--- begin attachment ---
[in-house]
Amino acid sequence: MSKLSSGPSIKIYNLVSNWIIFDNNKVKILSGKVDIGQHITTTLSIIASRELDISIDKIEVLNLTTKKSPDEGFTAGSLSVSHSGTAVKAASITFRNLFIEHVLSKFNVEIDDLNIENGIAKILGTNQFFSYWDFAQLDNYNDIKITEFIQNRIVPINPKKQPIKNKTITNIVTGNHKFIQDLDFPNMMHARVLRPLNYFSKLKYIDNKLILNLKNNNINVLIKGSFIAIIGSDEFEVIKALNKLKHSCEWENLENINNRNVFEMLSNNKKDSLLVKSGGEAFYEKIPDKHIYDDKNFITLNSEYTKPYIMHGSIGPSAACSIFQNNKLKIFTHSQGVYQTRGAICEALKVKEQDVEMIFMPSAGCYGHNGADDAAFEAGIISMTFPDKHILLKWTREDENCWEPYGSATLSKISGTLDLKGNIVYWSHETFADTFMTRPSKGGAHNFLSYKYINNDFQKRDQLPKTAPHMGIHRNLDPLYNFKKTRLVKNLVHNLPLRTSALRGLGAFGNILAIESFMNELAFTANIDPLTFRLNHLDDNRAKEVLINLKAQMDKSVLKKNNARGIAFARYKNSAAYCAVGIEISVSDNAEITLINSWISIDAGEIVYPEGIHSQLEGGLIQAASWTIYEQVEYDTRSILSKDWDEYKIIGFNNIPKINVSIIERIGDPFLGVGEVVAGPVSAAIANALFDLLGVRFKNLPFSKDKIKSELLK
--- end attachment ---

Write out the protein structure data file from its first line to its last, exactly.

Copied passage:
[in-house]
Amino acid sequence: MSKLSSGPSIKIYNLVSNWIIFDNNKVKILSGKVDIGQHITTTLSIIASRELDISIDKIEVLNLTTKKSPDEGFTAGSLSVSHSGTAVKAASITFRNLFIEHVLSKFNVEIDDLNIENGIAKILGTNQFFSYWDFAQLDNYNDIKITEFIQNRIVPINPKKQPIKNKTITNIVTGNHKFIQDLDFPNMMHARVLRPLNYFSKLKYIDNKLILNLKNNNINVLIKGSFIAIIGSDEFEVIKALNKLKHSCEWENLENINNRNVFEMLSNNKKDSLLVKSGGEAFYEKIPDKHIYDDKNFITLNSEYTKPYIMHGSIGPSAACSIFQNNKLKIFTHSQGVYQTRGAICEALKVKEQDVEMIFMPSAGCYGHNGADDAAFEAGIISMTFPDKHILLKWTREDENCWEPYGSATLSKISGTLDLKGNIVYWSHETFADTFMTRPSKGGAHNFLSYKYINNDFQKRDQLPKTAPHMGIHRNLDPLYNFKKTRLVKNLVHNLPLRTSALRGLGAFGNILAIESFMNELAFTANIDPLTFRLNHLDDNRAKEVLINLKAQMDKSVLKKNNARGIAFARYKNSAAYCAVGIEISVSDNAEITLINSWISIDAGEIVYPEGIHSQLEGGLIQAASWTIYEQVEYDTRSILSKDWDEYKIIGFNNIPKINVSIIERIGDPFLGVGEVVAGPVSAAIANALFDLLGVRFKNLPFSKDKIKSELLK